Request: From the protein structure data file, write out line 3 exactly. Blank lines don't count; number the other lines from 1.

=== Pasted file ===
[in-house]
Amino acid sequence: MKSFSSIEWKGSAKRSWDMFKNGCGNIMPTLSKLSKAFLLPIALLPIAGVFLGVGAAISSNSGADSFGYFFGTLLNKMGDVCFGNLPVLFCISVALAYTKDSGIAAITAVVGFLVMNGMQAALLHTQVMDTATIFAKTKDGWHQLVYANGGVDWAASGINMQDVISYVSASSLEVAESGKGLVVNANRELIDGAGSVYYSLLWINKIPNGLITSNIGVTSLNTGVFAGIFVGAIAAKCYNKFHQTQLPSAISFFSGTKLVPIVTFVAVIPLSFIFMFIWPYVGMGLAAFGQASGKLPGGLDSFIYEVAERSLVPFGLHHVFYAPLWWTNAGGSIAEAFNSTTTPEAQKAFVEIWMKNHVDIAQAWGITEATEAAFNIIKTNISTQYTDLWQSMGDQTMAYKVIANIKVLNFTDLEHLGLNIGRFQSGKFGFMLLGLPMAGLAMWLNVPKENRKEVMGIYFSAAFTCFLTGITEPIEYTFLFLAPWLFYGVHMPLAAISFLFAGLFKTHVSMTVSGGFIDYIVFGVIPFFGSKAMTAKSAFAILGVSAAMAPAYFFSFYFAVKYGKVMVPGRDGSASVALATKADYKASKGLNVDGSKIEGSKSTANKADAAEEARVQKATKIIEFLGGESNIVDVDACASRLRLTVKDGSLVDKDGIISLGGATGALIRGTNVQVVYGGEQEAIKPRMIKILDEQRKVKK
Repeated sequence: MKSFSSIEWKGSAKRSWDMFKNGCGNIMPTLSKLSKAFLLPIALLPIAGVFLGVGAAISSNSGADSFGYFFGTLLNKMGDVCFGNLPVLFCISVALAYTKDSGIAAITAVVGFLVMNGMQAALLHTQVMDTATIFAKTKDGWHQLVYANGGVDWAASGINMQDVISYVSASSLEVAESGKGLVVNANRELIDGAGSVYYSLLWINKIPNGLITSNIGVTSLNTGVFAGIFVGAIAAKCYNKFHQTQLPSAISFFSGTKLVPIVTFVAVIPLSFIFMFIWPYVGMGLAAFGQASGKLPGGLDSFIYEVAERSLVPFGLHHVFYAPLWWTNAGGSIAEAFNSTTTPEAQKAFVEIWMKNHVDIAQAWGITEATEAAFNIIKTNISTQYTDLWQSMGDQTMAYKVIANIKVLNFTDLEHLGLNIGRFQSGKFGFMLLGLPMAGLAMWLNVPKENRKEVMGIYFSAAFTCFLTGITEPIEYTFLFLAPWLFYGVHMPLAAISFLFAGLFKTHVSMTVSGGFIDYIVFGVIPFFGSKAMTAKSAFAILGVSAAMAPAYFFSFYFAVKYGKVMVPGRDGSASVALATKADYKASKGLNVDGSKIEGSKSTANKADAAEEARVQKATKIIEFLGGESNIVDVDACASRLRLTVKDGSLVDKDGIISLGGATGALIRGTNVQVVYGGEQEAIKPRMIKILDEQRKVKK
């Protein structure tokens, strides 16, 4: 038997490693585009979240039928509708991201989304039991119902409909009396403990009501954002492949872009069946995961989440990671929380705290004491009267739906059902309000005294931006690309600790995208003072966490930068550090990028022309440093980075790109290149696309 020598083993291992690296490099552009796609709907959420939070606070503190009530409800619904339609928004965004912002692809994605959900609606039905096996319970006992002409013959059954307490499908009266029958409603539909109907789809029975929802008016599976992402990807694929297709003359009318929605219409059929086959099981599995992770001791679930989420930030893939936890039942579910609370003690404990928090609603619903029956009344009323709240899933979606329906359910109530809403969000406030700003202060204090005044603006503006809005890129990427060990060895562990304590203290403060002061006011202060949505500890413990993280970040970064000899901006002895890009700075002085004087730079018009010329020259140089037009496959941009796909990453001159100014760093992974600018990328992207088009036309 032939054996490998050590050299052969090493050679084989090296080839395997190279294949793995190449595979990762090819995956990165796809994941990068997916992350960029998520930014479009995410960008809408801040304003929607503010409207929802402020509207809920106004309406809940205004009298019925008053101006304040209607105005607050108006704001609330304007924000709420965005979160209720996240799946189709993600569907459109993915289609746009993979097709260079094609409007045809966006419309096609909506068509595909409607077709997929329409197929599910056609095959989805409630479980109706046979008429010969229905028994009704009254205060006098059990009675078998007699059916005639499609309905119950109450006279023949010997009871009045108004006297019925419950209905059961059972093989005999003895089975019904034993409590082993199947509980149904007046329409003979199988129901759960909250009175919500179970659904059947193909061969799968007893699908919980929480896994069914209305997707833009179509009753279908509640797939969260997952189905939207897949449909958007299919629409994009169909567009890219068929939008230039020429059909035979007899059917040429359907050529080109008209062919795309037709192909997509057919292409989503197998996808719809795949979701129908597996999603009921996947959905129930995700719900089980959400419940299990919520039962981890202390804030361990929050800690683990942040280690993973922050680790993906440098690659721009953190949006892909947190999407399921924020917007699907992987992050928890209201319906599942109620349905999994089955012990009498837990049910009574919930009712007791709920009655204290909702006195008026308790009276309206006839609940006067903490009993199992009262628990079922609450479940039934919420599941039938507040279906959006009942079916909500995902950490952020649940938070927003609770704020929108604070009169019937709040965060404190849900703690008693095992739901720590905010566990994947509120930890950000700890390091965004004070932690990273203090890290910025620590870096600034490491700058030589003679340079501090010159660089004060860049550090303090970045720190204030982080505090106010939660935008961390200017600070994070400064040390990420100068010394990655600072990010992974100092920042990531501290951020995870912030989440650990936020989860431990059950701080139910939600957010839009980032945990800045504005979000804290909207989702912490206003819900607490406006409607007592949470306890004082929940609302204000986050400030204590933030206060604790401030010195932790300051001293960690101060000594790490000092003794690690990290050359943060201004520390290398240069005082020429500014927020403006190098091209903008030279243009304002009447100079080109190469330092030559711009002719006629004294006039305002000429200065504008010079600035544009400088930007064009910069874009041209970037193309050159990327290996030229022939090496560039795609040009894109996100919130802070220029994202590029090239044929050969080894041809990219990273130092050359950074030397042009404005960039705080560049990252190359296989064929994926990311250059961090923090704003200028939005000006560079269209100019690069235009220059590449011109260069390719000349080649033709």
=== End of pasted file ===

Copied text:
Repeated sequence: MKSFSSIEWKGSAKRSWDMFKNGCGNIMPTLSKLSKAFLLPIALLPIAGVFLGVGAAISSNSGADSFGYFFGTLLNKMGDVCFGNLPVLFCISVALAYTKDSGIAAITAVVGFLVMNGMQAALLHTQVMDTATIFAKTKDGWHQLVYANGGVDWAASGINMQDVISYVSASSLEVAESGKGLVVNANRELIDGAGSVYYSLLWINKIPNGLITSNIGVTSLNTGVFAGIFVGAIAAKCYNKFHQTQLPSAISFFSGTKLVPIVTFVAVIPLSFIFMFIWPYVGMGLAAFGQASGKLPGGLDSFIYEVAERSLVPFGLHHVFYAPLWWTNAGGSIAEAFNSTTTPEAQKAFVEIWMKNHVDIAQAWGITEATEAAFNIIKTNISTQYTDLWQSMGDQTMAYKVIANIKVLNFTDLEHLGLNIGRFQSGKFGFMLLGLPMAGLAMWLNVPKENRKEVMGIYFSAAFTCFLTGITEPIEYTFLFLAPWLFYGVHMPLAAISFLFAGLFKTHVSMTVSGGFIDYIVFGVIPFFGSKAMTAKSAFAILGVSAAMAPAYFFSFYFAVKYGKVMVPGRDGSASVALATKADYKASKGLNVDGSKIEGSKSTANKADAAEEARVQKATKIIEFLGGESNIVDVDACASRLRLTVKDGSLVDKDGIISLGGATGALIRGTNVQVVYGGEQEAIKPRMIKILDEQRKVKK